Decoys
Thistledown Press / 26 October 2017

Decoys Written by William Robertson Published by Thistledown Press Review by Shelley A. Leedahl $17.95 ISBN 978-1-77187-150-1 In Decoys, the new poetry collection by William Robertson, the long-time Saskatoon scribe plumbs his own history and threads personal anecdotes into a textured fabric that reflects the prairie from what might be considered a bird’s eye view. In the country, kids push a puck around on ice “rippled/frozen by the wind,” and at Gull Lake we see “the grass in all its greens,/that bull, sequestered from the rest”. Birds are carefully considered and rendered poetic in myriad unique ways, ie: “Ruffled grouse leads its perfect/rusty brown and black fan/out of the spruce, through the ditch,” and in “Raven on Frozen River,” the poet beautifully writes “I could spend all day/watching you divide/snowy silence/from itself”. The author’s urgency to “hold onto things beautiful” is apparent, page after page. There’s a reverence for the rural, here, including lakes, and the Muenster area, with its amicable chickadees at St. Peter’s Abbey, where Robertson penned some of these poems at Saskatchewan Writers Guild artist retreats, but the city is also carefully considered – and sometimes found lacking – “Outside the rickety/red fence, unpainted for years, the…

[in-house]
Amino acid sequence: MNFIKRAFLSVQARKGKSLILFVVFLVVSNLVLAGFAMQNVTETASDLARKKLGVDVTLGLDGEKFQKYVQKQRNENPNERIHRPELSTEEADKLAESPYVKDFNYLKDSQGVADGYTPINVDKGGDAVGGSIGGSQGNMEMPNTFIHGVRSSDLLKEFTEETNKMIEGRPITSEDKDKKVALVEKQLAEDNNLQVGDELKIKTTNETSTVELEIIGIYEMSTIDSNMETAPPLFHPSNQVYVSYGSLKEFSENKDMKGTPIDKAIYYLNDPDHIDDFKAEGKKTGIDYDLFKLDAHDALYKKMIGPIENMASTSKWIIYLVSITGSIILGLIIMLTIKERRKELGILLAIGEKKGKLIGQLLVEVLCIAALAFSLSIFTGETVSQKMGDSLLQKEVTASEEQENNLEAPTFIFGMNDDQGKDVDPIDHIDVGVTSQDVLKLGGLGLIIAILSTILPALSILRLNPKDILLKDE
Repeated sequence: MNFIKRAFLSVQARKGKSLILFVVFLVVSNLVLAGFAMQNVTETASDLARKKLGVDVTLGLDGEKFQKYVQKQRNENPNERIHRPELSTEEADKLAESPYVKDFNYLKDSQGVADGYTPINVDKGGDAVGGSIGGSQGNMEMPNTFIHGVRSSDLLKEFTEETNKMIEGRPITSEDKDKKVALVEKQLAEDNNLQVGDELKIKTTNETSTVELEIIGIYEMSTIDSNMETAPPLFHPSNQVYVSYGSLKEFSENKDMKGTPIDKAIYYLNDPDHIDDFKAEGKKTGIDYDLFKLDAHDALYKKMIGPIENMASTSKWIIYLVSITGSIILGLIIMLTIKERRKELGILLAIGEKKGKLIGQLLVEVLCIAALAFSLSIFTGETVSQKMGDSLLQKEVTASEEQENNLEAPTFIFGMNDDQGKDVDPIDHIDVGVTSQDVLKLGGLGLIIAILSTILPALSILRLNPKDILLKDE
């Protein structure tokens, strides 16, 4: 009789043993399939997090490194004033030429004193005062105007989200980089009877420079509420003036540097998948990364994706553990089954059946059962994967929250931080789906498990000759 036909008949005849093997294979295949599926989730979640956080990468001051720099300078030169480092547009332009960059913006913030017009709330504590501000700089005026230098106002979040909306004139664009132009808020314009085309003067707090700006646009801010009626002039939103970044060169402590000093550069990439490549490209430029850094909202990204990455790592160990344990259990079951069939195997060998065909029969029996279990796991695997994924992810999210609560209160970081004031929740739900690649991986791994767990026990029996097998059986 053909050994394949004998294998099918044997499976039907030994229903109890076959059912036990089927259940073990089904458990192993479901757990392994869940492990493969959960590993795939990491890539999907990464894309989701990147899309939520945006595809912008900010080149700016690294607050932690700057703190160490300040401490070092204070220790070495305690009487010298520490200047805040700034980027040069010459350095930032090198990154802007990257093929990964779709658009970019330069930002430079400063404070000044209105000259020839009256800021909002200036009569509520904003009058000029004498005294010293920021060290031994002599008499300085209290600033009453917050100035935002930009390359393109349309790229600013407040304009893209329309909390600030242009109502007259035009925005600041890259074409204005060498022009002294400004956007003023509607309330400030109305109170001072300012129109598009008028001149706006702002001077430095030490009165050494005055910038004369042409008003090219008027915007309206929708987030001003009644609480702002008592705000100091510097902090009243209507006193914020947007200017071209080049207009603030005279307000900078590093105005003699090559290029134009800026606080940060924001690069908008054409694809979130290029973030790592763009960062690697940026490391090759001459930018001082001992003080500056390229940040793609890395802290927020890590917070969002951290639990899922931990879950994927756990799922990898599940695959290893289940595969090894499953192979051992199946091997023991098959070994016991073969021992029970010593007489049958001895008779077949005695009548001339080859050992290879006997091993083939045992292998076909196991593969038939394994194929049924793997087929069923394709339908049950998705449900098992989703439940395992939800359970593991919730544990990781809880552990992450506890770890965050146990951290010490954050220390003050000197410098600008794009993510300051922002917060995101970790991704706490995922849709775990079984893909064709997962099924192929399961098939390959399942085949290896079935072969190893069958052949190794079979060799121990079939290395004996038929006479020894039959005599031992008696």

My Soul Still Dances
DriverWorks Ink / 26 October 2017

My Soul Still Dances: Living with Parkinson’s by Sister Adelaide Fortowsky, with Sister Rosetta Reiniger Published by DriverWorks Ink Review by Keith Foster $19.95 ISBN 978-1-927570-38-8 No one can ever know the pain inflicted by Parkinson’s disease – unless they’ve experienced it. Sister Adelaide Fortowsky, an Ursuline Sister, lived with this disease for more than twenty years and wrote about her ordeal in a diary. Published as My Soul Still Dances: Living with Parkinson’s, she records the progress of the disease as she slowly deteriorates. Born Bertha Fortowsky in 1930 on the family farm near Cavell, SK, she was so frail at birth that a midwife, fearing the newborn wouldn’t live, baptized her. She joined the Order of St. Ursuline in 1950, taking the name Sister Adelaide, and made her final vows in 1956. After teaching elementary school in Saskatchewan villages and towns for twenty-nine years, she joined the staff at St. Angela’s Academy, an all-girls high school with live-in students, at Prelate, SK. She taught until 2003, when her Parkinson’s affliction became severe. This is not an easy read. Parkinson’s has no known cause or cure. When “normal” activities were no longer normal, Sister Adelaide felt trapped in her…

%d bloggers like this: